All of us have shaming experiences because – sadly – we live in a difficult and sometimes brutal world. Punitive rules as well as rewards and punishments that are distributed indiscriminately cause people to feel insecure and unwanted. Furthermore, our capitalistic society glorifies money, power, and materialism and assesses people's worth by these criteria.

From the time we are children, we receive messages from a myriad of sources that we are lacking in some way. Television, movies, magazines, and other media tell us that we are not pretty, handsome, rich, smart, or talented enough. Societal norms, values, and laws convey that we are simply not good enough if we do not live in a particular area, socialize with the right people, attend the best schools, choose high-powered professions, or adopt prescribed lifestyles.

These societal messages are intensified in the hearts and minds of people who are raised in shame-based families where dysfunction is a part of daily life. These children often deal with a number of dehumanizing and shaming stressors such as the following:

They receive constant messages from their parents and other family members that they are (a) unimportant; (b) lacking in some fundamental way; and (c) not entitled to their bodies, minds, and lives. This extreme lack of love and respect causes children to believe that there is something terribly wrong with them; otherwise their love ones would care about them. This mistaken belief causes a deep sense of shame to take root. In reality, there was nothing they could have done or said to change their parents' or caretakers' cruel behavior or their families' dysfunction.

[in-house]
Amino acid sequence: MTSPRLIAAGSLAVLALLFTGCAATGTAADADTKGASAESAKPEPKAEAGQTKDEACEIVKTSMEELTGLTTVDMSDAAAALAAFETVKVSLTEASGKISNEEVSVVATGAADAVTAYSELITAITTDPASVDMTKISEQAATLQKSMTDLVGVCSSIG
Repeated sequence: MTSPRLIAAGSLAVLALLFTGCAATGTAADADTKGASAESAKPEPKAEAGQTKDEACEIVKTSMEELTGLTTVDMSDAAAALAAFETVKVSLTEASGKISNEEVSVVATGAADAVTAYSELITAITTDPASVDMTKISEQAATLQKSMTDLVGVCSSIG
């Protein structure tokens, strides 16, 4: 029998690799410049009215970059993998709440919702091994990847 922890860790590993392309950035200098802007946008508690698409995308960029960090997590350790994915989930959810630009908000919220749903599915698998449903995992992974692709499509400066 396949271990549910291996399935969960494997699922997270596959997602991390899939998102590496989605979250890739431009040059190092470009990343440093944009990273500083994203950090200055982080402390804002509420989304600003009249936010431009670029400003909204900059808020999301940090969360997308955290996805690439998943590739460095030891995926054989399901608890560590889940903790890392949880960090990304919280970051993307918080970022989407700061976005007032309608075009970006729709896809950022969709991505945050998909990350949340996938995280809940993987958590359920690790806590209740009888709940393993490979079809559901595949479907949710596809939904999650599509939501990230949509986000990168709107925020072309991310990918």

Shaming societal and familial experiences feed off of each other, creating a vicious cycle that causes the shame to deepen as children grow and mature. The belief in their badness runs so deep that they come to believe they were born bad, unworthy, or inadequate. They walk around shaming themselves for every mistake, flaw, failure, disappointment, difficult situation, bad relationship, or any other imperfection in their lives. They believe that every insult or negative interaction is evidence of their badness. Unfortunately, they may project their shame into others – particularly those closest to them – by shaming, blaming, and degrading them, which creates even more shame and misery.

Shame-filled people cannot see that their deep sense of shame is a distortion and not an accurate reflection of who they really are.

Hiding Shame

Shame contributes to a wide range of emotional problems such as anger, anxiety, depression, and low self-esteem. The pain of shame coupled with the resulting emotional problems drive people to develop a myriad of coping strategies – both conscious and unconscious – to numb the pain including the following:

They are often unable (despite their strengths) to effectively deal with life's many challenges, disappointments, and uncontrollable situations. They may also experience overwhelming feelings of sadness, fear, and loneliness. These external difficulties and emotional problems cause constant mental anguish.

This is simply no way to live.

Healing From Shame

If you are dealing with shame, the steps listed below can help you start healing and creating a happier life.

Thus, the first step to healing from deeply entrenched shame is to become aware of it. Shame must be unmasked because it cannot be properly addressed until it is exposed.